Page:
Isaac Yu is an American Studies major at Yale University. When he took on a leadership position in the student newspaper, he was tasked with keeping old traditions alive without knowing what they were.

“We lost a lot of institutional memory—there's traditions that just don't happen anymore. The group of people that initiated me [into the Yale Daily News] had not had a regular initiation because of COVID and then the year after that I was the one doing the initiation, but I felt like I was pretending like I knew what was going on. I taught a lot of first-years how to fold a newspaper hat because they did it on Gilmore Girls—no one taught me how to do that.

We realized we were going to have to decide what this tradition looks like for us now. There’s no way to stick to what used to be because we don’t have memories of it.”

Victoria Caputo is a communications studies major at the University of Miami. While she didn’t have the college experience she once built up in her head, the pandemic led her down a new path.

“I'm from a small town where everybody would join a sorority. My plan was to just get my degree and be a teacher. I rushed in the fall of my freshman year at Quinnipiac, and I was initiated into Alpha Chi Omega. Everything was virtual.

Almost all of my classes were online [at Quinnipiac], so I didn't get the campus experience. I decided to transfer after my first year to the University of Miami because some of my friends went to school in Florida and they weren't as strict. They didn’t have my [sorority] chapter here, and I wasn't allowed to re-rush because I was already initiated into another one. It changed my perspective on my education and my extracurriculars a lot. I joined the cheerleading club, the pre-law fraternity. I assisted in implementing the Italian Student Association. I'm a member of the National Society of Leadership and Success. I joined the debate team, which I could have never pictured myself on.  Now I'm going to law school.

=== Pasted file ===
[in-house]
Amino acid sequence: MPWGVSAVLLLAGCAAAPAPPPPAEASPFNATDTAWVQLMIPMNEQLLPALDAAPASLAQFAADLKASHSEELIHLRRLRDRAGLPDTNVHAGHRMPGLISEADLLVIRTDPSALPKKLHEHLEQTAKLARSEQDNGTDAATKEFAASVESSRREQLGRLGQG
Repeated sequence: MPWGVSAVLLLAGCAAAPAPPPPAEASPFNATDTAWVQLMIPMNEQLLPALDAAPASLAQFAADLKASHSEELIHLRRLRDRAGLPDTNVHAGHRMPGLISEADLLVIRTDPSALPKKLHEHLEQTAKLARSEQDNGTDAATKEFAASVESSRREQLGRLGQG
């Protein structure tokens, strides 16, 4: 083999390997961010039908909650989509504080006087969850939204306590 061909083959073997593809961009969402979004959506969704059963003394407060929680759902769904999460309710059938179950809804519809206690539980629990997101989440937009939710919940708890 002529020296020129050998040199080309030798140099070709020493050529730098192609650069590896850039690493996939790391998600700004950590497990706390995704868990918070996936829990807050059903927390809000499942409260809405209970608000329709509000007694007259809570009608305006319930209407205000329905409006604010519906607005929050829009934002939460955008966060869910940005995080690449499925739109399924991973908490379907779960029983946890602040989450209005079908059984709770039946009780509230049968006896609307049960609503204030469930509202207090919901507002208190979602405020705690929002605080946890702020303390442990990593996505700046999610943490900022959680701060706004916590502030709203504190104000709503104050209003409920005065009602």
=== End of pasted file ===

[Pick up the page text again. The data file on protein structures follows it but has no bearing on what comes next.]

A lot of students who were like me in high school never really utilize or take advantage of all the opportunities in college. Although COVID threw off my plan of staying close to home, being in a sorority, I got to experience a new city and meet people from all over the world and join new organizations that I really never would have.”

<span class="copyright">Courtesy Alyssa Vazquez</span>
Courtesy Alyssa Vazquez

Alyssa Vazquez studied strategic communications at the University of Houston. As the first in her family to go to college, Vazquez says navigating the transition to college virtually was especially tough.

“Everyone obviously has a certain vision in mind of how college is going to be. I would say I only got like 25% of that vision.

I remember right before I started classes in early August, I was so nervous. I'm a first generation [college] student, so there was no one that I could lean on. Where do I go? How do I access these resources? Who do I talk to?

It was even worse, I would say, compared to if I was actually going in person. I was just 10 times more stressed out and in a way lonely.”

<span class="copyright">Courtesy Ezra Snell</span>
Courtesy Ezra Snell